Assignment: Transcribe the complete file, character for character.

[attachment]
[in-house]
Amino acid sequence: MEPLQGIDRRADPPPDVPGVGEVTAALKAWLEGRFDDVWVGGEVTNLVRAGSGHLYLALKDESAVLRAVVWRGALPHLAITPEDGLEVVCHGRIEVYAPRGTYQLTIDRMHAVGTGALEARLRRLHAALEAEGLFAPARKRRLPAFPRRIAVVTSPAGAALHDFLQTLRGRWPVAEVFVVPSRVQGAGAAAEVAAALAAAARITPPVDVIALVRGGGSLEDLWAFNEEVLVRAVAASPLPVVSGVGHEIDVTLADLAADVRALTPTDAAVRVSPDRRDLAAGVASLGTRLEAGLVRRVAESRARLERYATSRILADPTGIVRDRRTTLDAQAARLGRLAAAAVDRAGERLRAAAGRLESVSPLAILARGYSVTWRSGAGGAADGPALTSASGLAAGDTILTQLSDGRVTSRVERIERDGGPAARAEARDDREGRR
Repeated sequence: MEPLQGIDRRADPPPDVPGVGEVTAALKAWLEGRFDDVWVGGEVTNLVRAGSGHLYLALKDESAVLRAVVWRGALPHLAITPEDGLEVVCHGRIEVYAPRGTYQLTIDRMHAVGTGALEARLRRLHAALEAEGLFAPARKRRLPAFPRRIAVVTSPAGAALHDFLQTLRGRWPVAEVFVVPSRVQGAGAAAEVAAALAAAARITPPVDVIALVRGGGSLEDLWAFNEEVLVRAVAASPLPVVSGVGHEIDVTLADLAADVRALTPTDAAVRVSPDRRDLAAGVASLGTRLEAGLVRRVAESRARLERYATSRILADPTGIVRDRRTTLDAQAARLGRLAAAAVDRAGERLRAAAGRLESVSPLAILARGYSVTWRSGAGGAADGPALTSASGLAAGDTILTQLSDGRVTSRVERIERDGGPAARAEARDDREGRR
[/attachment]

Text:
[in-house]
Amino acid sequence: MEPLQGIDRRADPPPDVPGVGEVTAALKAWLEGRFDDVWVGGEVTNLVRAGSGHLYLALKDESAVLRAVVWRGALPHLAITPEDGLEVVCHGRIEVYAPRGTYQLTIDRMHAVGTGALEARLRRLHAALEAEGLFAPARKRRLPAFPRRIAVVTSPAGAALHDFLQTLRGRWPVAEVFVVPSRVQGAGAAAEVAAALAAAARITPPVDVIALVRGGGSLEDLWAFNEEVLVRAVAASPLPVVSGVGHEIDVTLADLAADVRALTPTDAAVRVSPDRRDLAAGVASLGTRLEAGLVRRVAESRARLERYATSRILADPTGIVRDRRTTLDAQAARLGRLAAAAVDRAGERLRAAAGRLESVSPLAILARGYSVTWRSGAGGAADGPALTSASGLAAGDTILTQLSDGRVTSRVERIERDGGPAARAEARDDREGRR
Repeated sequence: MEPLQGIDRRADPPPDVPGVGEVTAALKAWLEGRFDDVWVGGEVTNLVRAGSGHLYLALKDESAVLRAVVWRGALPHLAITPEDGLEVVCHGRIEVYAPRGTYQLTIDRMHAVGTGALEARLRRLHAALEAEGLFAPARKRRLPAFPRRIAVVTSPAGAALHDFLQTLRGRWPVAEVFVVPSRVQGAGAAAEVAAALAAAARITPPVDVIALVRGGGSLEDLWAFNEEVLVRAVAASPLPVVSGVGHEIDVTLADLAADVRALTPTDAAVRVSPDRRDLAAGVASLGTRLEAGLVRRVAESRARLERYATSRILADPTGIVRDRRTTLDAQAARLGRLAAAAVDRAGERLRAAAGRLESVSPLAILARGYSVTWRSGAGGAADGPALTSASGLAAGDTILTQLSDGRVTSRVERIERDGGPAARAEARDDREGRR